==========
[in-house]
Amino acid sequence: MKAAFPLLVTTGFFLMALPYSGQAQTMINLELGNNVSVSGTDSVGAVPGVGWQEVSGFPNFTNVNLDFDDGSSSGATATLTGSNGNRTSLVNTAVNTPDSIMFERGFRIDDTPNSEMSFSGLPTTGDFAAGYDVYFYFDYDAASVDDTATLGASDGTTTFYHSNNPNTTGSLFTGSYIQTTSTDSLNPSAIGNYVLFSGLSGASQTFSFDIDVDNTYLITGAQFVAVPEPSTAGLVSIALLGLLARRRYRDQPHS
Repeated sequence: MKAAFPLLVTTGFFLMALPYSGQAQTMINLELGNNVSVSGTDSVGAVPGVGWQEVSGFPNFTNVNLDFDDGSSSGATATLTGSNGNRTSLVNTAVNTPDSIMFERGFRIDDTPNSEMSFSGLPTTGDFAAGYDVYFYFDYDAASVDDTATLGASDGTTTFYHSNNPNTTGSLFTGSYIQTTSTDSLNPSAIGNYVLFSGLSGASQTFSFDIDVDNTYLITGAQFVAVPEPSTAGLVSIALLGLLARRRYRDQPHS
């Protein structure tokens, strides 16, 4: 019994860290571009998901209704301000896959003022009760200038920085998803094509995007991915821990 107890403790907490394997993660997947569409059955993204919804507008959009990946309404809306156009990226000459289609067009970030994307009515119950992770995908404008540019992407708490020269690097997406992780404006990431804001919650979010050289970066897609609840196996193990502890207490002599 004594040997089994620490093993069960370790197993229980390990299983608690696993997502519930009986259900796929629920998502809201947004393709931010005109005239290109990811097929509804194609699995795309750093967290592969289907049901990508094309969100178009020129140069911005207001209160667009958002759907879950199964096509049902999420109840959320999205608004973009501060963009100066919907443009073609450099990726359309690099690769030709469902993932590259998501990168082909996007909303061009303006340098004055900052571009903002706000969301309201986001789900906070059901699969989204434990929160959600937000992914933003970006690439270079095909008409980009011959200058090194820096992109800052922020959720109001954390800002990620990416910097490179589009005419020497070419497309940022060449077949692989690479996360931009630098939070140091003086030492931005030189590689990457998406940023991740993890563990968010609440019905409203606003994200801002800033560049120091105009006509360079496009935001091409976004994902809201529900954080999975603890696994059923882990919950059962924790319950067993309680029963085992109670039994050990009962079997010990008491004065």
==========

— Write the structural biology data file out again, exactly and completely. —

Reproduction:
[in-house]
Amino acid sequence: MKAAFPLLVTTGFFLMALPYSGQAQTMINLELGNNVSVSGTDSVGAVPGVGWQEVSGFPNFTNVNLDFDDGSSSGATATLTGSNGNRTSLVNTAVNTPDSIMFERGFRIDDTPNSEMSFSGLPTTGDFAAGYDVYFYFDYDAASVDDTATLGASDGTTTFYHSNNPNTTGSLFTGSYIQTTSTDSLNPSAIGNYVLFSGLSGASQTFSFDIDVDNTYLITGAQFVAVPEPSTAGLVSIALLGLLARRRYRDQPHS
Repeated sequence: MKAAFPLLVTTGFFLMALPYSGQAQTMINLELGNNVSVSGTDSVGAVPGVGWQEVSGFPNFTNVNLDFDDGSSSGATATLTGSNGNRTSLVNTAVNTPDSIMFERGFRIDDTPNSEMSFSGLPTTGDFAAGYDVYFYFDYDAASVDDTATLGASDGTTTFYHSNNPNTTGSLFTGSYIQTTSTDSLNPSAIGNYVLFSGLSGASQTFSFDIDVDNTYLITGAQFVAVPEPSTAGLVSIALLGLLARRRYRDQPHS
């Protein structure tokens, strides 16, 4: 019994860290571009998901209704301000896959003022009760200038920085998803094509995007991915821990 107890403790907490394997993660997947569409059955993204919804507008959009990946309404809306156009990226000459289609067009970030994307009515119950992770995908404008540019992407708490020269690097997406992780404006990431804001919650979010050289970066897609609840196996193990502890207490002599 004594040997089994620490093993069960370790197993229980390990299983608690696993997502519930009986259900796929629920998502809201947004393709931010005109005239290109990811097929509804194609699995795309750093967290592969289907049901990508094309969100178009020129140069911005207001209160667009958002759907879950199964096509049902999420109840959320999205608004973009501060963009100066919907443009073609450099990726359309690099690769030709469902993932590259998501990168082909996007909303061009303006340098004055900052571009903002706000969301309201986001789900906070059901699969989204434990929160959600937000992914933003970006690439270079095909008409980009011959200058090194820096992109800052922020959720109001954390800002990620990416910097490179589009005419020497070419497309940022060449077949692989690479996360931009630098939070140091003086030492931005030189590689990457998406940023991740993890563990968010609440019905409203606003994200801002800033560049120091105009006509360079496009935001091409976004994902809201529900954080999975603890696994059923882990919950059962924790319950067993309680029963085992109670039994050990009962079997010990008491004065």